Sound  On | Off    

1508 - 2008, Villa Palladio first opened it's doors 500 years after Andrea Palladio's birthdate. The most influential architect the world has ever known, is reverend by modern day self-taught architect and interior designer George Scantland in his first classically designed home on the Florida island of Casey Key in the United States.

"This is my humble tribute to my mentor and Italian Renaissance genius, Andrea Palladio, 1508 - 1580" , Scantland recently explained.

In 2003, Scantland, a lover of most things Italian, was lucky enough to be sitting at the same dinner table at the American Academy In Rome with living legend architect, author and Yale Dean, Robert A.M. Stern. " Stern, who I consider to be the world's foremost neo-classical architect of our time, advised me,'if you admire Palladio's work, you must go to Vincenza'. " With that advise, Scantland was off to Vincenza for the first of many trips.

Vincenza is the small town jewel in the old Venetian Republic countryside called the Veneto also known as "terra firma" by the ancients. Here is where Palladio honed his craft and designed seventeen villas for his noble patrons. Later as his fame grew he gained even greater commissions with public buildings and the grandest compliment of all in sixteenth century Venice, 3 churches.

When he was a mere stonemason's apprentice in nearby Padua, Andrea di Pietro della Gondola as he was known in his youth, Palladio's true talent was discovered by Vincenza's leading humanist, Count Trissino. As Palladio's champion and mentor, Trissino educated Andrea by taking him to Rome. Not entirely in ruins, Palladio studied, measured and sketched the Roman's great wonders in architecture.

"I arrived in Rome for the first time in 1977", Scantland remembers fondly. "For me it was a life changing event. It was at night and only the greatest architecture was lighted; and, as if the buildings could speak, 'George. Focus on me,' each glorious structure seemed to cry out,' I was designed by one of the most brilliant Romans architects you'd ever hope to meet.' I'd like to think Palladio's visual feast was at least similar to mine."

And so, the apprenticeship journey for Scantland began as it should, right there in Rome, just as Palladio had done a half millennium before him. For Rome is the Mecca of all that is perfect in architecture. Palladio found perfection there and began to imitate it as best he could. Andrea was self-taught and mainly studied the Roman scholar and theorist Virtruvius. History and the Palladians who followed proved Palladio the master and most influential architect the world has ever known. Thus, one of the most recent disciples and Palladians, George Scantland, dedicates his first classical villa to the master and names it for him.

Just as Palladio was self-taught through his half dozen visits to Rome and reading Virtruvius, so was Thomas Jefferson. Considered one of America's national treasures and great examples of Palladinism is Jefferson' s mansion, Monticello. In his retirement, the third U.S. president personally designed the new university of Virginia in Charlottesville in 1817. All this classical architecture with no formal training, Jefferson was a true Renaissance man.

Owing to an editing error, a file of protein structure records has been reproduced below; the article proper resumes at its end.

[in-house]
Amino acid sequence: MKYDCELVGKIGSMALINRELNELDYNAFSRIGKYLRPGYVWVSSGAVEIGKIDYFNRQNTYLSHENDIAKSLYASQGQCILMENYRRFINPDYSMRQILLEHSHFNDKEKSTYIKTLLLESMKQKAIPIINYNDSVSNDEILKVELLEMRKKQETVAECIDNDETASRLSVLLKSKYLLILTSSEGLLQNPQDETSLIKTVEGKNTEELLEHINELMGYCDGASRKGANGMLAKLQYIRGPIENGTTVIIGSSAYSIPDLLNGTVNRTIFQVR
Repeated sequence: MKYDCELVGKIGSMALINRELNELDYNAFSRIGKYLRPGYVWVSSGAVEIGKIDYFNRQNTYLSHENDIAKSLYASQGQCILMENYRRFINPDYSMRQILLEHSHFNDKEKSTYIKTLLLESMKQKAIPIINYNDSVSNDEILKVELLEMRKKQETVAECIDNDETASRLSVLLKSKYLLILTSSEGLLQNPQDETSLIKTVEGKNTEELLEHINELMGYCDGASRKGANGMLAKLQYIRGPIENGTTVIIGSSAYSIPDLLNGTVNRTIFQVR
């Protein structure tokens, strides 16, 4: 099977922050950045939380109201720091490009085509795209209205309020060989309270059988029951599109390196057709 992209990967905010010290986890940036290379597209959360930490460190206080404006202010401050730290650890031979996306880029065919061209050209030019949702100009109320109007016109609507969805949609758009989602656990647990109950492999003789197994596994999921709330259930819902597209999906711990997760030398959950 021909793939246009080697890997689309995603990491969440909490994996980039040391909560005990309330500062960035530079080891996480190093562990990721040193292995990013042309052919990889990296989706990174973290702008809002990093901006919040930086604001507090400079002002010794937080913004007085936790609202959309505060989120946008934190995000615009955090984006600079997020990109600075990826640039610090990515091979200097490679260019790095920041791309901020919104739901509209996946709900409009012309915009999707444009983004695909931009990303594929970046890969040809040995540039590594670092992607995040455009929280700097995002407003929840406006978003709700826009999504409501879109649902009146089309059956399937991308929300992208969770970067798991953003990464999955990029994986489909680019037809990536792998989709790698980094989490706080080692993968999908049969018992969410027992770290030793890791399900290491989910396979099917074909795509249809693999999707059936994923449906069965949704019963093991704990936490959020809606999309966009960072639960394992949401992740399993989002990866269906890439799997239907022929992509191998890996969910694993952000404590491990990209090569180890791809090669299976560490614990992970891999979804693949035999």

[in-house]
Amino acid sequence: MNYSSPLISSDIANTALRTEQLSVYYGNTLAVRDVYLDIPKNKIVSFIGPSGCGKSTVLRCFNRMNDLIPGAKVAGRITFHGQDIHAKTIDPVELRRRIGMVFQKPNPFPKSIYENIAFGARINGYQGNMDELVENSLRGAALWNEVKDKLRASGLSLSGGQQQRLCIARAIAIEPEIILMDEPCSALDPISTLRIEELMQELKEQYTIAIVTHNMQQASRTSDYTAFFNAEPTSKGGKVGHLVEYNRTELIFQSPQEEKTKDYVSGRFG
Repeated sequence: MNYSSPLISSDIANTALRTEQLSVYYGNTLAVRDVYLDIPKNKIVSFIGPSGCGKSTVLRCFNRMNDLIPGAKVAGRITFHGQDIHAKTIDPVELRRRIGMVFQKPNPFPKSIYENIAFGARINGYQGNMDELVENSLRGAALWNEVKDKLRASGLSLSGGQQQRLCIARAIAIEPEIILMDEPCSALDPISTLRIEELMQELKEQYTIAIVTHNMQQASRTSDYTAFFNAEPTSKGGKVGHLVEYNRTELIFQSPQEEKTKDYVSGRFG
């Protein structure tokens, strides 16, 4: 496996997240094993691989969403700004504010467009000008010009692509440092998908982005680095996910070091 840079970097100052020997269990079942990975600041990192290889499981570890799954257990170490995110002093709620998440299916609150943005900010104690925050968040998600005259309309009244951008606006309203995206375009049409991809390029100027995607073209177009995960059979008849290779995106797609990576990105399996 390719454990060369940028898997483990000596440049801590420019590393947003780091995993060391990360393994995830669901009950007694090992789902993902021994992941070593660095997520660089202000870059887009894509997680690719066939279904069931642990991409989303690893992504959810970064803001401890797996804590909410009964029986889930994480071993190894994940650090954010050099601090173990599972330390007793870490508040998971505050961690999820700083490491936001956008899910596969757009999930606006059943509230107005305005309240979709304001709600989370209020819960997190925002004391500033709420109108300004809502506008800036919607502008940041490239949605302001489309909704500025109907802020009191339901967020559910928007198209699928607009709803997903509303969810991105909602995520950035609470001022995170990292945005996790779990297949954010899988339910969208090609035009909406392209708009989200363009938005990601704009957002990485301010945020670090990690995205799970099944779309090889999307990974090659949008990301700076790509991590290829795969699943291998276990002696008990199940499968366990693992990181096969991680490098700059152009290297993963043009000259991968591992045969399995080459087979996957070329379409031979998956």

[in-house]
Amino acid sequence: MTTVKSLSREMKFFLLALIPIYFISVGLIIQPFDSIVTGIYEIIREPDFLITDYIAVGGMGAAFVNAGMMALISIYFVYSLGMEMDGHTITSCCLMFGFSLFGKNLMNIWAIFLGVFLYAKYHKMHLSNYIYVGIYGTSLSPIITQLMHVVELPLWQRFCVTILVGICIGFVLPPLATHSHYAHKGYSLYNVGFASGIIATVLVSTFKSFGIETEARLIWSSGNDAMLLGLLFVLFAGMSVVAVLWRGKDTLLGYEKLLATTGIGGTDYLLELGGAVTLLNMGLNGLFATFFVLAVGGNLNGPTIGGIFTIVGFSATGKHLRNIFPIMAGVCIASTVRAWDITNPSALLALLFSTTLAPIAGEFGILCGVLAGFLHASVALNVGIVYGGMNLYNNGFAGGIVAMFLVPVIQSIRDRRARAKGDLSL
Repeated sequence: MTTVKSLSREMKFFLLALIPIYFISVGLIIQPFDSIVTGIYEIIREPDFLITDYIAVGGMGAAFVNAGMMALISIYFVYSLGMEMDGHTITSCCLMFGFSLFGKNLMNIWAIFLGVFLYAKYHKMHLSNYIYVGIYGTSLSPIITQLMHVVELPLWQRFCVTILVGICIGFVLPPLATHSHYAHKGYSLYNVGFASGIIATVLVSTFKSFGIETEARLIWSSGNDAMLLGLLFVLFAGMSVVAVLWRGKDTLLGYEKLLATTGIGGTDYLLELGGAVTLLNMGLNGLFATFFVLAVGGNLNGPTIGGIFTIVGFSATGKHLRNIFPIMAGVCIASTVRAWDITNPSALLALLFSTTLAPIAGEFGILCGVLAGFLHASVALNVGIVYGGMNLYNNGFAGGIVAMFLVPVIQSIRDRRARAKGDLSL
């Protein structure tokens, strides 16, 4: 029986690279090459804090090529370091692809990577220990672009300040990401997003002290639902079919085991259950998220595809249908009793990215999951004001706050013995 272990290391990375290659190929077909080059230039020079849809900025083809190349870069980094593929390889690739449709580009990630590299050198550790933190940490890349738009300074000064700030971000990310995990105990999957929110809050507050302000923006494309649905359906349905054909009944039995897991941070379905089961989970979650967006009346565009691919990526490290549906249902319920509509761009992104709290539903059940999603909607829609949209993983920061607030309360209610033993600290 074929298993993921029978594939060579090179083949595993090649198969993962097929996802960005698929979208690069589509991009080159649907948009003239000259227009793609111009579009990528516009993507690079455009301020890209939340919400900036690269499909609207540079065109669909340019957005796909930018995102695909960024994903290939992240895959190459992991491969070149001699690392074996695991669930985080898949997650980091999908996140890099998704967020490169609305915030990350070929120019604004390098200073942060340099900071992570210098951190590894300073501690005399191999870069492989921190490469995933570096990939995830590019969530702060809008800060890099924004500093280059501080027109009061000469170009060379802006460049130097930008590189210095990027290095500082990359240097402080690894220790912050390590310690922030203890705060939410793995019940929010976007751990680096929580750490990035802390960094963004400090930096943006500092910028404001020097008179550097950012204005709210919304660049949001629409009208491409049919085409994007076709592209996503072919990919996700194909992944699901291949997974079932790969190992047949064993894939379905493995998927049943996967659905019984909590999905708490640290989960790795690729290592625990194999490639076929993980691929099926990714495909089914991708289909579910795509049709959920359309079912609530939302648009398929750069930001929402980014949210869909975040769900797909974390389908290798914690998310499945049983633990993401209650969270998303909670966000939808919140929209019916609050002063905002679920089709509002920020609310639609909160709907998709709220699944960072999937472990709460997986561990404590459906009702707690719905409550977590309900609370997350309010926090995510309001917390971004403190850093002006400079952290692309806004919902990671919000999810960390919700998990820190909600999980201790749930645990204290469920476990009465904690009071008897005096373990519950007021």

When asked, "Are there more villas to come"?  "Well, of course", Scantland, a former twenty-eight year broadcasting and publishing entrepreneur, always replies, "It's my second career. Perhaps it should have been my first". Actually, it is more like a third career. He was a third generation home builder in the family business until his twenty-ninth year. Architecture and design are in the genes. The famed world recognized interior designer, Mark Hampton is Scantland's cousin. And, of course, so is Alexa Hampton, Mark's daughter,who has built her own design firm to rave reviews in HOUSE BEAUTIFUL and ARCHITECTURAL DIGEST.

Villa Palladio is for sale by Mr. Scantland's firm. The architect adds, "As you would expect, our website does not do the Villa justice. Only a visit allows our clients to feel and experience the atmosphere and harmony of our architecture, art and style. To walk the marble floors and touch the marmorino plaster walls at Villa Palladio, is to understand it's uncompromising construction. Palladio's disciplines and practice of symmetry are usually noticed first. Most visitors find the architectural decorative details remarkable. And, then there is the warmth of the right colors and comfort of the correct furniture and fabrics that produce this sense of balance and well being you can only experience in person. We highly recommend the Grand Tour."

The firm's name is Morgan Scantland Design, Inc. Morgan is his wife, Janice's, maiden name. Janice and other associates make up a full compliment of architects, designers, artists and craftsmen.

For the website, Scantland plans more photos and interesting details of the villa in Sarasota County, Florida. Scantland also intends to give decorating hints on how his team manages to create warm interiors in an otherwise cold environment of stone and marble. " Making our classic home designs warm and comfortable is our specialty ".